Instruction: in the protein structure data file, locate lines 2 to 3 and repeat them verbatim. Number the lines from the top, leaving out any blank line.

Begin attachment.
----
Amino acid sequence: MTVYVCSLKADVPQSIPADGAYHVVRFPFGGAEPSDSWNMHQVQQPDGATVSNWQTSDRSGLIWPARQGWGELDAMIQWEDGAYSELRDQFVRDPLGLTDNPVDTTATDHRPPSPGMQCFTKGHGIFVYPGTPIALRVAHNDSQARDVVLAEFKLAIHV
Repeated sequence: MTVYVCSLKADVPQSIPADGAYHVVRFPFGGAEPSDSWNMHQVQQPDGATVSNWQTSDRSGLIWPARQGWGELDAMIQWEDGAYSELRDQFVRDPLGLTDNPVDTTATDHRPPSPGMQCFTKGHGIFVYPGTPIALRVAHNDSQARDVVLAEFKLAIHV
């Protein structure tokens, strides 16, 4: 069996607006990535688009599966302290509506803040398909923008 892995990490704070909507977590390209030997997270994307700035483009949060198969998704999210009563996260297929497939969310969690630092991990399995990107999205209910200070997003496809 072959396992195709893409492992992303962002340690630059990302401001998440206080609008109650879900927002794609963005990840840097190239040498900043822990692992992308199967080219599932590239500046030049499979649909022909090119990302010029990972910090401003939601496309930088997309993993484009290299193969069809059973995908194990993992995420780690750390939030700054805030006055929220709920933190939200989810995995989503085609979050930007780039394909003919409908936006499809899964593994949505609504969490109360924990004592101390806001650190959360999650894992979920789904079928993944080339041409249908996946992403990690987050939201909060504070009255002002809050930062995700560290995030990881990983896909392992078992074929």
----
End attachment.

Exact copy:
Repeated sequence: MTVYVCSLKADVPQSIPADGAYHVVRFPFGGAEPSDSWNMHQVQQPDGATVSNWQTSDRSGLIWPARQGWGELDAMIQWEDGAYSELRDQFVRDPLGLTDNPVDTTATDHRPPSPGMQCFTKGHGIFVYPGTPIALRVAHNDSQARDVVLAEFKLAIHV
């Protein structure tokens, strides 16, 4: 069996607006990535688009599966302290509506803040398909923008 892995990490704070909507977590390209030997997270994307700035483009949060198969998704999210009563996260297929497939969310969690630092991990399995990107999205209910200070997003496809 072959396992195709893409492992992303962002340690630059990302401001998440206080609008109650879900927002794609963005990840840097190239040498900043822990692992992308199967080219599932590239500046030049499979649909022909090119990302010029990972910090401003939601496309930088997309993993484009290299193969069809059973995908194990993992995420780690750390939030700054805030006055929220709920933190939200989810995995989503085609979050930007780039394909003919409908936006499809899964593994949505609504969490109360924990004592101390806001650190959360999650894992979920789904079928993944080339041409249908996946992403990690987050939201909060504070009255002002809050930062995700560290995030990881990983896909392992078992074929």